Lent – Day 33: Friday, 26 March
12 Very truly I tell you, whoever believes in me will do the works I have been doing, and they will do even greater things than these, because I am going to the Father. 13 And I will do whatever you ask in my name, so that the Father may be glorified in the Son. 14 You may ask me for anything in my name, and I will do it.
I’m coming back to Jesus at the Last Supper. I’d like draw your attention to a verse that seems to have been left in the broom cupboard in many churches these days. Verse 12 – it’s amazing – so amazing as to seem ridiculous! Can we really expect to do what Jesus did? The answer is a resounding ‘No’, as only he brought us to Father God. We can, however, do the works he did. By works I include preaching, teaching, miracles, healings, signs and wonders.
That verse challenges me firstly in that I have to believe that Jesus actually did do every work the Gospels tell us he did. If we harbour doubts that Jesus did what he is reported to have done, then we start off from a very weak position. There are so many works that defy the laws of nature. If we believe there is no higher law than that of nature then Jesus could not have defied it.
Jesus could only calm a storm (his words were largely for the benefit of his disciples as storms do not speak Aramaic) if his power and authority was higher than that of nature. He could only provide food enough for five thousand if his authority commanded biological processes. He could only heal people because he could see the perfect image of God in each broken person who came to him for healing.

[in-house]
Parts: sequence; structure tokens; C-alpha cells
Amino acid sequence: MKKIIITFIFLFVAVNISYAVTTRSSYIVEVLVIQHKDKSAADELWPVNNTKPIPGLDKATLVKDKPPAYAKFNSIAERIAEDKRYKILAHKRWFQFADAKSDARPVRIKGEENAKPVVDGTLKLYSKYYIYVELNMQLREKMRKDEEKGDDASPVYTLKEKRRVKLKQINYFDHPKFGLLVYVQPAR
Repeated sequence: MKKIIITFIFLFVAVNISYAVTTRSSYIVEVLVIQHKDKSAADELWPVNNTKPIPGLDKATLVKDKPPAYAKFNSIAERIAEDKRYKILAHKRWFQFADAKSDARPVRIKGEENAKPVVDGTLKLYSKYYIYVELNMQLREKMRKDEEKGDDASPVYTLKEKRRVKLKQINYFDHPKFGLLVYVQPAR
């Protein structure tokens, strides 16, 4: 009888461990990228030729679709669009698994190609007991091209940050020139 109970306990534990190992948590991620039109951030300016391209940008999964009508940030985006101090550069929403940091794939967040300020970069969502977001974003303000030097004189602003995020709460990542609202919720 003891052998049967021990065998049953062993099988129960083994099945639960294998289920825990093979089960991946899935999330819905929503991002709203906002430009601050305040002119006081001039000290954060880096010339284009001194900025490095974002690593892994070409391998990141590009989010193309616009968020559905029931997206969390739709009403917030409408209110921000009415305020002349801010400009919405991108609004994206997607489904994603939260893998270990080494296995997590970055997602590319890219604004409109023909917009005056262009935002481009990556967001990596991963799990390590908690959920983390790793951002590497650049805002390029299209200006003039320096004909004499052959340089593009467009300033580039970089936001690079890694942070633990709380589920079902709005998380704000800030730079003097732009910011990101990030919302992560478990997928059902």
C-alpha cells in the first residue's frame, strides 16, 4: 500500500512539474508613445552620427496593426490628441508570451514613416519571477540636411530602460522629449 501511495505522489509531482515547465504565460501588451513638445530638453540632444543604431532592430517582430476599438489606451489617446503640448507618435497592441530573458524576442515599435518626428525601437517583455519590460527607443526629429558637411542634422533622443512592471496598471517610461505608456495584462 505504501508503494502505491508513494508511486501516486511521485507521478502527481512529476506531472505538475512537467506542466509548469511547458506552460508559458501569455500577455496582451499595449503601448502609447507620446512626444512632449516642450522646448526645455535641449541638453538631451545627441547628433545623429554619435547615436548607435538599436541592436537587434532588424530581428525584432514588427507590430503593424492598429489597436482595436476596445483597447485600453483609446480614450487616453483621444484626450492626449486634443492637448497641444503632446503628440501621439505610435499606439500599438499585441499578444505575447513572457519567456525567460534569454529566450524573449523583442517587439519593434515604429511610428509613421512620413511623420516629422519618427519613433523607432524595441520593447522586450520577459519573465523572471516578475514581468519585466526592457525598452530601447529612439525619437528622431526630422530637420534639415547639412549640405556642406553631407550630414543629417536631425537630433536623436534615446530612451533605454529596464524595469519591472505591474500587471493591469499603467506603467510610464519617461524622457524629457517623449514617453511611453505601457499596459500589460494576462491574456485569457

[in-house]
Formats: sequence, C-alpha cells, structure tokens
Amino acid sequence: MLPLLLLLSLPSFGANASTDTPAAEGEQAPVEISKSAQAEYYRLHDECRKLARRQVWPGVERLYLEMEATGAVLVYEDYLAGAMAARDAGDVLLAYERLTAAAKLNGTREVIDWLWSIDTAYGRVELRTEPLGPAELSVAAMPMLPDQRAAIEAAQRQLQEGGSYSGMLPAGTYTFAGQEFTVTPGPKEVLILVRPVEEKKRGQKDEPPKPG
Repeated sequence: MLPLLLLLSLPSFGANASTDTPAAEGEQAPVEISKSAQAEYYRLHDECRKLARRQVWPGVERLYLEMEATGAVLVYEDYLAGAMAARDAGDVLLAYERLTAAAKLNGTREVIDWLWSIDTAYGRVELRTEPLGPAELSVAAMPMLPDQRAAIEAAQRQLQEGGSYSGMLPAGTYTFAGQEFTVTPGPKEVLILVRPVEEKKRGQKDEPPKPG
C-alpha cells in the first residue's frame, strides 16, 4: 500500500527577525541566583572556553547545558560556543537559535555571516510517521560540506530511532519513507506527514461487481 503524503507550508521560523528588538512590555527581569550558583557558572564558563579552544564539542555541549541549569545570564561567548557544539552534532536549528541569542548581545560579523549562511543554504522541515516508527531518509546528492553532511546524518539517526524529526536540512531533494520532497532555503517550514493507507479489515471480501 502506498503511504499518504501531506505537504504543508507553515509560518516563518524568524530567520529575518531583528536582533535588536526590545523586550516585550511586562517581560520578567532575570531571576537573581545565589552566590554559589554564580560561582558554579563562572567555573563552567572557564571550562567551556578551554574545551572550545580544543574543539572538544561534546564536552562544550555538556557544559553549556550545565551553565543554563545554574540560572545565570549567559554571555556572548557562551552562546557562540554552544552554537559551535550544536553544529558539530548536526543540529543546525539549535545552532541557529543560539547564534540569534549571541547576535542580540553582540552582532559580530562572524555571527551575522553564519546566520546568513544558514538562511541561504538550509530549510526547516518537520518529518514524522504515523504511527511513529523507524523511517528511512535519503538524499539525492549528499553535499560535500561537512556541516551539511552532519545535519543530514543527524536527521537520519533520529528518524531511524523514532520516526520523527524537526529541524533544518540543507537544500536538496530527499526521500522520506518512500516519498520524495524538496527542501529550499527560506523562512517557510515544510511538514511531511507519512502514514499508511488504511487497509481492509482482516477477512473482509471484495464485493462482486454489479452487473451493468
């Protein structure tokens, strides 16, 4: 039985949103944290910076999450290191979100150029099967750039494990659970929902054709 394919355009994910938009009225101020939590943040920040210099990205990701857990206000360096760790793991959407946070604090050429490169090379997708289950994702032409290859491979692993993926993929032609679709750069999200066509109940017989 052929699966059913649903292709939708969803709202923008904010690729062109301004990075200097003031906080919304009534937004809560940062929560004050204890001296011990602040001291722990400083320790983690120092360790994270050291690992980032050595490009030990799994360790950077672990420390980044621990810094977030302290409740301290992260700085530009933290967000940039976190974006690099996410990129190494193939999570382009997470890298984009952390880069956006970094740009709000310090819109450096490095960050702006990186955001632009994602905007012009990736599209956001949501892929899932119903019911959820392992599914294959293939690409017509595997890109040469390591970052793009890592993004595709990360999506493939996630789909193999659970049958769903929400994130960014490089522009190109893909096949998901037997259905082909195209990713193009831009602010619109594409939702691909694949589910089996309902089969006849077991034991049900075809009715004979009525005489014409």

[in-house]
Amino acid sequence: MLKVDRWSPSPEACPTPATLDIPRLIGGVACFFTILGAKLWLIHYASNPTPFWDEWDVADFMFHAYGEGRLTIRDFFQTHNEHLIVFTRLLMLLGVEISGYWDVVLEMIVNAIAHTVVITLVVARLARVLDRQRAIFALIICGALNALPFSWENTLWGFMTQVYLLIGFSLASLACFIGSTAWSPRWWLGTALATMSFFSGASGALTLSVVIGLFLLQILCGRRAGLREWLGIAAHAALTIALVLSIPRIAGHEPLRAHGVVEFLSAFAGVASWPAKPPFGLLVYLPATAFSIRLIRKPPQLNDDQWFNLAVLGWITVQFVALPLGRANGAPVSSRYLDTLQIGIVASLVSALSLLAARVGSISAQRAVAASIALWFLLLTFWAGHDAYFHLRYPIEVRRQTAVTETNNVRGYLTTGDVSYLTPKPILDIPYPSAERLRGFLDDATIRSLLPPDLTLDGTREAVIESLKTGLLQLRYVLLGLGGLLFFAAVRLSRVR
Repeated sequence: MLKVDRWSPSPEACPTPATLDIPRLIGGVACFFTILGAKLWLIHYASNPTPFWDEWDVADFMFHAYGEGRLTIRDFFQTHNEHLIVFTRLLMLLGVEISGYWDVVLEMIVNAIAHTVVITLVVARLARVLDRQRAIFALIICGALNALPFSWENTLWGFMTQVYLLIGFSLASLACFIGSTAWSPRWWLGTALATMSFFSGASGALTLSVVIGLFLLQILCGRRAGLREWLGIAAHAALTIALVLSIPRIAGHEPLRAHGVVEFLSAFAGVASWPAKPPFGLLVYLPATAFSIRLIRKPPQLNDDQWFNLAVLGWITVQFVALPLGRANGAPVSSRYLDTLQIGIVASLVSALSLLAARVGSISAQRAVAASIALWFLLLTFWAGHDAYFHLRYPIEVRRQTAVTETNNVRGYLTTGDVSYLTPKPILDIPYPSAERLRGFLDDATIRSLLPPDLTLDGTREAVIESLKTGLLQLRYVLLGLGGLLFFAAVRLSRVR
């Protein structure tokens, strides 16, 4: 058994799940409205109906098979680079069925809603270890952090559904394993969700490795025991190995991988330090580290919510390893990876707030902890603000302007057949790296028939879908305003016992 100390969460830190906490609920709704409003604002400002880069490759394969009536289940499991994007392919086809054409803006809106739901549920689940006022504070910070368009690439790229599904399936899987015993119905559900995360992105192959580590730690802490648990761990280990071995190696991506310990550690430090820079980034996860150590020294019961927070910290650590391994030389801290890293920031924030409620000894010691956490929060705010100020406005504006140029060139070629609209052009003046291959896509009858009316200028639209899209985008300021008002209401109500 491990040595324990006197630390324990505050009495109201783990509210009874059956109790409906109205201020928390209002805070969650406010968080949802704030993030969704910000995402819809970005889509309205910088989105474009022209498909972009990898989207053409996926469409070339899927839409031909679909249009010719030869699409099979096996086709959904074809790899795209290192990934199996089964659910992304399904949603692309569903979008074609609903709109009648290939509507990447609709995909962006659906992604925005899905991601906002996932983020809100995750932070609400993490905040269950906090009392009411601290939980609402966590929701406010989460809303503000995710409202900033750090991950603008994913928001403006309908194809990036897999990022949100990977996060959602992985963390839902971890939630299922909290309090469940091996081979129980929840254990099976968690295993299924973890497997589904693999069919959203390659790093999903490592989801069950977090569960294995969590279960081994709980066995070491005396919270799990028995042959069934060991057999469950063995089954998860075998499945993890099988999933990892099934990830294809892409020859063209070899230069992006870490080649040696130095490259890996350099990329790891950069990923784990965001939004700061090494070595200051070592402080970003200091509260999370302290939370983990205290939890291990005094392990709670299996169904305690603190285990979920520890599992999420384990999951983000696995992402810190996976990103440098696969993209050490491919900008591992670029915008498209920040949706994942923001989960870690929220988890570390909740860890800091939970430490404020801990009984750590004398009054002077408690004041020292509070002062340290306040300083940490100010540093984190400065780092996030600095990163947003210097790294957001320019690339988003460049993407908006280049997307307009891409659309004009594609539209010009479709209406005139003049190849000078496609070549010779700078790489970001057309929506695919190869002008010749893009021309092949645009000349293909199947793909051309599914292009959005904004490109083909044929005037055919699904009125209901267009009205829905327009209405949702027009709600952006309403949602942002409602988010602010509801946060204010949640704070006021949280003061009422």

Doubt can feed doubt and trigger disbelief. It’s its own perfect growing medium. Doubt needs to be rooted out. We can spend our time thinking up alternative scenarios to explain the events, to re-invent them in our own dimensions, or we can step forward in faith and start to trust in Jesus as the Son of the Highest.
I believe, and hope you do, too, that what Jesus was saying here was not for the benefit of the disciples only. We know that they witnessed and performed miracles in Jesus’ name. Did the Church stop working in these acts of power when the last disciple died?
If verse 12 has not apparently been evident in the Church, why would it happen now?
Does our church fellowship celebrate and expect works like those Jesus carried out?
Can we expect to do greater works?
Lord Jesus, you left words of power to your disciples. I dare to trust that they are for the Church, so I pray that by your Holy Spirit you would awaken your Church today to be Christ to the world. In your name, Amen.